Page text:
I often find that I don’t need to purchase some ingredients—like oils or spices.
4. Have a shopping plan.
Try not to shop when you are hungry. If that is unavoidable, always make a list and try to stick to it. I often prepare a meal plan and shopping list while on a train or plane to my next destination, so I am ready to find a market as soon as I have dumped my bags by my bed.
Think about how long you will be staying in your current location and don’t buy too much food. But also, try to purchase enough for your stay or for a few days. If you have to go shopping every evening for dinner, you will be less likely to prepare your own meals.
One of the joys of being in Europe is the discovering the fresh meat and fish markets. I love to visit them and strike up a conversation with the person behind the counter. There are always meats or cuts I have never heard of. And the butcher usually has some delicious partially-prepared items. You can buy individual portions and all you have to do is go back to your kitchen and cook them. Seasoned local lamb patties with sides of cooked veggies, microwaved potatoes and a salad are simple and fast to prepare. I have saved money, eaten some local fare, had an interesting conversation with the vendor, and maybe even received some cooking advice.
5. Develop a travel cooking repertoire that works for you.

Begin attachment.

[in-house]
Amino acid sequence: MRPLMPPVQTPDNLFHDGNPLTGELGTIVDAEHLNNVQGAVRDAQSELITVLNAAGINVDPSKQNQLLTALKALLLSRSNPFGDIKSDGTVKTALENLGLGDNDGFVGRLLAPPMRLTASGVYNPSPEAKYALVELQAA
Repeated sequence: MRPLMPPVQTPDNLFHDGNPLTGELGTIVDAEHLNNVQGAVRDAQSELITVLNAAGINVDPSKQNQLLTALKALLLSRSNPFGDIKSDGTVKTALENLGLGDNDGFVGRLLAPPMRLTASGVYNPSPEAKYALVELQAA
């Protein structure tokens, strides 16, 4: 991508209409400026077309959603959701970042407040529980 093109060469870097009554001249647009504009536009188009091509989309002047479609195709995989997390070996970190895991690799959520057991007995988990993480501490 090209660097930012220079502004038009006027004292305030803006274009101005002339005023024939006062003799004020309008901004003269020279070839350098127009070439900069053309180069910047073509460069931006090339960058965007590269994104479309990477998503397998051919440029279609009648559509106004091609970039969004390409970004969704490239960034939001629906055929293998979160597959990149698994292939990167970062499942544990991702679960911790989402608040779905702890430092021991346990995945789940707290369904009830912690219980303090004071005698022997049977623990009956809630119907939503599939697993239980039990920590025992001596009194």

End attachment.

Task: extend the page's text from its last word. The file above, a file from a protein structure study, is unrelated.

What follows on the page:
It is important that you prepare flavorful foods you like. Then you won’t get bored and be tempted to go out. Before you embark, practice making a few meals as if you were cooking in a hostel kitchen. Even better, eat all or most of your meals this way for a week. Then you can weed out the methods and dishes that don’t work for you. When you hit the ground at your first destination, deciding what and how to eat won’t be such a difficult decision.
Keep it simple! Develop a repertoire of a few basic and simple dishes that you enjoy eating and that are fast and easy to prepare. Keep it healthy so you can maintain your travel energy.
Preparing most of your own food means that you have more control over what goes onto your plate. The foods I prepare include lots of fresh vegetables and fruits and very few preservatives, whenever possible.
In my e-book Frugal Strategies for Frugal Travelers, I provide ideas and recipes for fast, easy, healthy, and delicious meals.
Don’t get me wrong…
I love to eat local specialties as much as anyone. In fact, you should see all the foodie photos I have on my Facebook pages! But I limit the frequency of eating out to only a few times a week instead of three times a day.…and even then, I choose special dishes from the regional cuisine
So, eat your main meal in, and go out to that sweet little bakery down the street for dessert. Or grab a pint at the local pub where a band is playing.
It won’t be long before other hostel guests look over at your plate longingly and remark, “Wow that looks good! Where did you get that?”
This is Part One of a two-part post on the subject of food strategies for budget travel.
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But before you are legally in the country you must pass through the three trials: immigration, baggage claim, and customs…Then, as soon as you exit customs into the “ARRIVAL HALL,” you face a gauntlet of taxi drivers with the manners of paparazzi.
My goal is to be in and out of the common kitchen as quickly and with as little mess as possible. You can create stunning and healthy whole-meal salads or sandwiches with little to no actual standing-over-the-stove cooking—and very little clean-up.